The Bakersfield man critically injured by Saturday's power plant implosion accident underwent surgery at a San Francisco hospital Thursday to save his left leg.
Chances were slim that the surgery would be successful, the family's attorney said. But Bakersfield lawyer Dennis Thelen said the odds were better that Jerry Wood's right leg could be saved.
"Probabilities are, they're not going to save that (left) leg," Thelen said.
Even if doctors are able to avoid amputating one or both legs, Thelen said the question of whether Wood,43, will be able to use them "is really, really speculative at this point."
Thursday's surgery was performed at California Pacific Medical Center in San Francisco. Wood was transferred there from Fresno's Community Regional Medical Center, which Thelen said was not equipped for such procedures.
CPMC declined comment Thursday on Wood's condition following the surgery.
Thelen said that Wood, general manager and director of sales and marketing for a Bakersfield-based software development company, already had two or three surgeries on his legs while at a Fresno hospital.
Thelen said the Woods family especially wanted to thank the Bakersfield community for its well wishes.
"The family very much appreciates the deep outpouring of support and prayer," he said.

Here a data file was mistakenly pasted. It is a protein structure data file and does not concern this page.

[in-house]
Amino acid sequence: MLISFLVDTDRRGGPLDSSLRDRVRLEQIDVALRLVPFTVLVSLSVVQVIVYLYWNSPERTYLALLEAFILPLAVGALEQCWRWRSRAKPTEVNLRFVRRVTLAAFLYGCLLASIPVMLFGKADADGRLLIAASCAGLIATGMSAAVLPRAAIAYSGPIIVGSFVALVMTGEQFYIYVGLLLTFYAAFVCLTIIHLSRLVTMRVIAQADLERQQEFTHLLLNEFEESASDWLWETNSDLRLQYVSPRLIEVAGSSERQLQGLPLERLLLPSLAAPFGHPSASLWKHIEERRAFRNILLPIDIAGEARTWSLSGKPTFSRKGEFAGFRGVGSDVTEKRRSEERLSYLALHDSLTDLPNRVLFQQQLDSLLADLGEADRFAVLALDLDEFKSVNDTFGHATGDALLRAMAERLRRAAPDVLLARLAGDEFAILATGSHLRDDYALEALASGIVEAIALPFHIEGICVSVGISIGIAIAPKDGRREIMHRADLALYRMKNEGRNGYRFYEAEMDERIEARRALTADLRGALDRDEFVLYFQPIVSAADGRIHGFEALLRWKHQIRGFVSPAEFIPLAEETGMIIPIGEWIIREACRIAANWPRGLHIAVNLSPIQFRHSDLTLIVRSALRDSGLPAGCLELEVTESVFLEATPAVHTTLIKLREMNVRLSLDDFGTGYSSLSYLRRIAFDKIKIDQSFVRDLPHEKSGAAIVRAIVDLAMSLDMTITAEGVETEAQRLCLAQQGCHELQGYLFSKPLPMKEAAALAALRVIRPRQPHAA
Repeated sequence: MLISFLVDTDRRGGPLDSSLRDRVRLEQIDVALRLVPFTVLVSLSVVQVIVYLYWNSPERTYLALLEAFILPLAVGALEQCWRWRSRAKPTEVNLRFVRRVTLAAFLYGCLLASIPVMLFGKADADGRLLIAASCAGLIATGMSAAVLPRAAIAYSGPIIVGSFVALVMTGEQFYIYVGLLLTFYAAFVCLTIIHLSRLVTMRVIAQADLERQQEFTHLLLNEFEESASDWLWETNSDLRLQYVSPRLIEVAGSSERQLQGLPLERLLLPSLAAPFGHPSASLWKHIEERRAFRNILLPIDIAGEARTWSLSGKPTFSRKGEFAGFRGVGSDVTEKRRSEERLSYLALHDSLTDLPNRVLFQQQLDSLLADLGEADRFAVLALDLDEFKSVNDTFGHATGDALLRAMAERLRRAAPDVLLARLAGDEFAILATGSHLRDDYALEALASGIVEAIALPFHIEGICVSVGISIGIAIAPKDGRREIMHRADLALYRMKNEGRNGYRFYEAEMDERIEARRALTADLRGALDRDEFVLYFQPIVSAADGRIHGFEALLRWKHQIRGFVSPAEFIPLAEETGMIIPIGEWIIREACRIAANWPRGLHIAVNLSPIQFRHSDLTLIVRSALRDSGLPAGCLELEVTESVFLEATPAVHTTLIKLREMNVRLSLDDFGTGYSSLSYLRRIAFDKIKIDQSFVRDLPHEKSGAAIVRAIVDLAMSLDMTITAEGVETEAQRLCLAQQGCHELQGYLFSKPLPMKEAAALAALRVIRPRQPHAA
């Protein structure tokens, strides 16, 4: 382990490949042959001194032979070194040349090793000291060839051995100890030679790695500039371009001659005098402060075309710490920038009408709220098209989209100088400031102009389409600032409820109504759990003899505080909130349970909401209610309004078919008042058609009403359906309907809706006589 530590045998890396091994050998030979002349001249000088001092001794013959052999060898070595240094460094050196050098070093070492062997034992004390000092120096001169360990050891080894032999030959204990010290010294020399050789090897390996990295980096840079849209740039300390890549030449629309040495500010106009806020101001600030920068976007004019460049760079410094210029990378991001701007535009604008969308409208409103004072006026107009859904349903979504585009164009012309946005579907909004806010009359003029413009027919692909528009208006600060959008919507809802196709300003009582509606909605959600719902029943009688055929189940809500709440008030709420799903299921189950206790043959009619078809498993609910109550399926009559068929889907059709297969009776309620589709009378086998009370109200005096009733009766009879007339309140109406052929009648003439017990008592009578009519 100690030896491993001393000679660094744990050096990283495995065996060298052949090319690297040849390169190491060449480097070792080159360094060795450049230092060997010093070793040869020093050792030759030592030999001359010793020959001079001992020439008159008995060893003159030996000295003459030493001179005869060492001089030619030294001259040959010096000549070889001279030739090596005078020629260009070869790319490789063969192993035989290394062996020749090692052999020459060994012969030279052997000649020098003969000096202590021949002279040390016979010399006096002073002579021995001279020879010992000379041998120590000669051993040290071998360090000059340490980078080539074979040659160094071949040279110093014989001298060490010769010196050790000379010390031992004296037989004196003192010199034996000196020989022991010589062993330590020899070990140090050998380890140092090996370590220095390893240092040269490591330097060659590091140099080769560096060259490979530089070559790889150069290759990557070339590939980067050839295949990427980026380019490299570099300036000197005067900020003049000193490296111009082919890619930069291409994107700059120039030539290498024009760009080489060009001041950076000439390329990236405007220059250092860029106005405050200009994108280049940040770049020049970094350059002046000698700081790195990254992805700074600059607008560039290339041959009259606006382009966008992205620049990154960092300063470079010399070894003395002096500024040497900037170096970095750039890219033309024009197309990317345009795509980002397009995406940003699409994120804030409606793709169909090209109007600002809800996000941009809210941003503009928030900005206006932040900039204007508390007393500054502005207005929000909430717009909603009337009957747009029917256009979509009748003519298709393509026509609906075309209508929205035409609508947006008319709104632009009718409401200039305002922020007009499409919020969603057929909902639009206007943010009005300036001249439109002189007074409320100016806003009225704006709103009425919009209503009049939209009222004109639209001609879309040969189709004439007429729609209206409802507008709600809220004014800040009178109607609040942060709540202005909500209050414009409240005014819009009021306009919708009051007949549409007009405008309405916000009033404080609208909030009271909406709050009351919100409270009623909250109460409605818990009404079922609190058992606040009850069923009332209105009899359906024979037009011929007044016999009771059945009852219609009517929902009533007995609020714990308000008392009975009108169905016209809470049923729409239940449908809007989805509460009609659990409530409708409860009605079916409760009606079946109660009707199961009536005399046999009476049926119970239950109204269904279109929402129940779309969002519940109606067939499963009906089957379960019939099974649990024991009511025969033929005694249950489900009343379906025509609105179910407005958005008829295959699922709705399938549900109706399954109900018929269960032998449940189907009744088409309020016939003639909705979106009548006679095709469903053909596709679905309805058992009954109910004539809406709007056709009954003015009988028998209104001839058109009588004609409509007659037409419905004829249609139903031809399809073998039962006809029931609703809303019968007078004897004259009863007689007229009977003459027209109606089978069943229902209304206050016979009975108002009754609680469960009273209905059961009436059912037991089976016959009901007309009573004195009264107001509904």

"He (Jerry) has got a long, long road in front of him and the road is very, very uncertain."
Wood was struck by debris from the 6 a.m. implosion of the old Pacific Gas and Electric Co. power plant along Coffee Road. He and hundreds of other spectators had gathered to watch the demolition. Several other people received minor injuries.
Cal-OSHA and the California Public Utilities Commission are investigating the accident. So, too, is the Contractors State License Board, which began its inquiry upon learning that one of the subcontractors on the job, Lincoln-based Alpha Explosives, was working with a recently expired license, and then tried to secure one retroactively.
A spokesman for the licensing board said its staff has been unable to determine whether DuBois, Wyo.-based Demtech Inc., a contractor brought on by Alpha, had a license. Demtech and Alpha have not responded to requests for comment.
The CPUC, PG&E's primary regulator, issued a statement Thursday that it did not review the utility's demolition plan. It remained unclear what government agency, if any, reviewed or approved the work.
"There is no requirement for PG&E to submit demolition plans to the CPUC for approval," spokesman Christopher Chow wrote in an email.